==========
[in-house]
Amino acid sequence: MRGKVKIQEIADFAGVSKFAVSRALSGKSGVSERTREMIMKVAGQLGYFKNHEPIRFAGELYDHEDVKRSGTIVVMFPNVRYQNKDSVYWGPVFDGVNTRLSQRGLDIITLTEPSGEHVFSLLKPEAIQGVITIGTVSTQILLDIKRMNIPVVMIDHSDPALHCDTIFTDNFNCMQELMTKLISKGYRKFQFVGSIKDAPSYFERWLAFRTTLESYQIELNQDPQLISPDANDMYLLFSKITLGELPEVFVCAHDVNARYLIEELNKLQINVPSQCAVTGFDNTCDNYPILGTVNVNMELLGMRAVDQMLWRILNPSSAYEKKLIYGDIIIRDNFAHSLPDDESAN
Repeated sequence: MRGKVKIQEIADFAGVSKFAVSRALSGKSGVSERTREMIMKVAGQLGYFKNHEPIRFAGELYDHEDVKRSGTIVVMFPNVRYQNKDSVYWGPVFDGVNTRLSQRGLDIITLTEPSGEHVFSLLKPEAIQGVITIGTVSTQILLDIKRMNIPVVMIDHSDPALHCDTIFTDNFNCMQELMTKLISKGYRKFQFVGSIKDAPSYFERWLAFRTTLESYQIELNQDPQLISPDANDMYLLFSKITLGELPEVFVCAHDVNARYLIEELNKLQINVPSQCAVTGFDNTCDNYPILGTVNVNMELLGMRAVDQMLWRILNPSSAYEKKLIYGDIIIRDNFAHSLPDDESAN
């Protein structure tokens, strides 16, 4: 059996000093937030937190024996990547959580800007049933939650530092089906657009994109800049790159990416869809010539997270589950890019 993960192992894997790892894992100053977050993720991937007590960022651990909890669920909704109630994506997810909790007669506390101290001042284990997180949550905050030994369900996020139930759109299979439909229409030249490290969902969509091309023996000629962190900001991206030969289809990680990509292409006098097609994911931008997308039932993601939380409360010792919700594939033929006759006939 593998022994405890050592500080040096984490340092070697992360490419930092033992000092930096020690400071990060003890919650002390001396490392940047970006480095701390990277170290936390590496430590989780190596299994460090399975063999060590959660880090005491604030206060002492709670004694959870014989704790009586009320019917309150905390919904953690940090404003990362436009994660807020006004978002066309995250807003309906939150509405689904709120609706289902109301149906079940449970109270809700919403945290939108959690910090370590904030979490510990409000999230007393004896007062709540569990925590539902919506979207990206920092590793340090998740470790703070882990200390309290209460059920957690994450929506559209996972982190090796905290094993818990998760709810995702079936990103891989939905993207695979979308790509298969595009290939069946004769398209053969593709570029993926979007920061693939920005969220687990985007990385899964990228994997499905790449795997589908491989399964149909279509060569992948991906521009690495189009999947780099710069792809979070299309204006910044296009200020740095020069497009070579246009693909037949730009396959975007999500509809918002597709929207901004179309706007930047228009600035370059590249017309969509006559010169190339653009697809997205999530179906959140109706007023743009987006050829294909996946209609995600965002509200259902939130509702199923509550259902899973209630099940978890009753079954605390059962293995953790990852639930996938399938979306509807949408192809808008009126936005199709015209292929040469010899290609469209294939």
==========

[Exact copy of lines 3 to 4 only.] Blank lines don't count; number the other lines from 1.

Repeated sequence: MRGKVKIQEIADFAGVSKFAVSRALSGKSGVSERTREMIMKVAGQLGYFKNHEPIRFAGELYDHEDVKRSGTIVVMFPNVRYQNKDSVYWGPVFDGVNTRLSQRGLDIITLTEPSGEHVFSLLKPEAIQGVITIGTVSTQILLDIKRMNIPVVMIDHSDPALHCDTIFTDNFNCMQELMTKLISKGYRKFQFVGSIKDAPSYFERWLAFRTTLESYQIELNQDPQLISPDANDMYLLFSKITLGELPEVFVCAHDVNARYLIEELNKLQINVPSQCAVTGFDNTCDNYPILGTVNVNMELLGMRAVDQMLWRILNPSSAYEKKLIYGDIIIRDNFAHSLPDDESAN
């Protein structure tokens, strides 16, 4: 059996000093937030937190024996990547959580800007049933939650530092089906657009994109800049790159990416869809010539997270589950890019 993960192992894997790892894992100053977050993720991937007590960022651990909890669920909704109630994506997810909790007669506390101290001042284990997180949550905050030994369900996020139930759109299979439909229409030249490290969902969509091309023996000629962190900001991206030969289809990680990509292409006098097609994911931008997308039932993601939380409360010792919700594939033929006759006939 593998022994405890050592500080040096984490340092070697992360490419930092033992000092930096020690400071990060003890919650002390001396490392940047970006480095701390990277170290936390590496430590989780190596299994460090399975063999060590959660880090005491604030206060002492709670004694959870014989704790009586009320019917309150905390919904953690940090404003990362436009994660807020006004978002066309995250807003309906939150509405689904709120609706289902109301149906079940449970109270809700919403945290939108959690910090370590904030979490510990409000999230007393004896007062709540569990925590539902919506979207990206920092590793340090998740470790703070882990200390309290209460059920957690994450929506559209996972982190090796905290094993818990998760709810995702079936990103891989939905993207695979979308790509298969595009290939069946004769398209053969593709570029993926979007920061693939920005969220687990985007990385899964990228994997499905790449795997589908491989399964149909279509060569992948991906521009690495189009999947780099710069792809979070299309204006910044296009200020740095020069497009070579246009693909037949730009396959975007999500509809918002597709929207901004179309706007930047228009600035370059590249017309969509006559010169190339653009697809997205999530179906959140109706007023743009987006050829294909996946209609995600965002509200259902939130509702199923509550259902899973209630099940978890009753079954605390059962293995953790990852639930996938399938979306509807949408192809808008009126936005199709015209292929040469010899290609469209294939």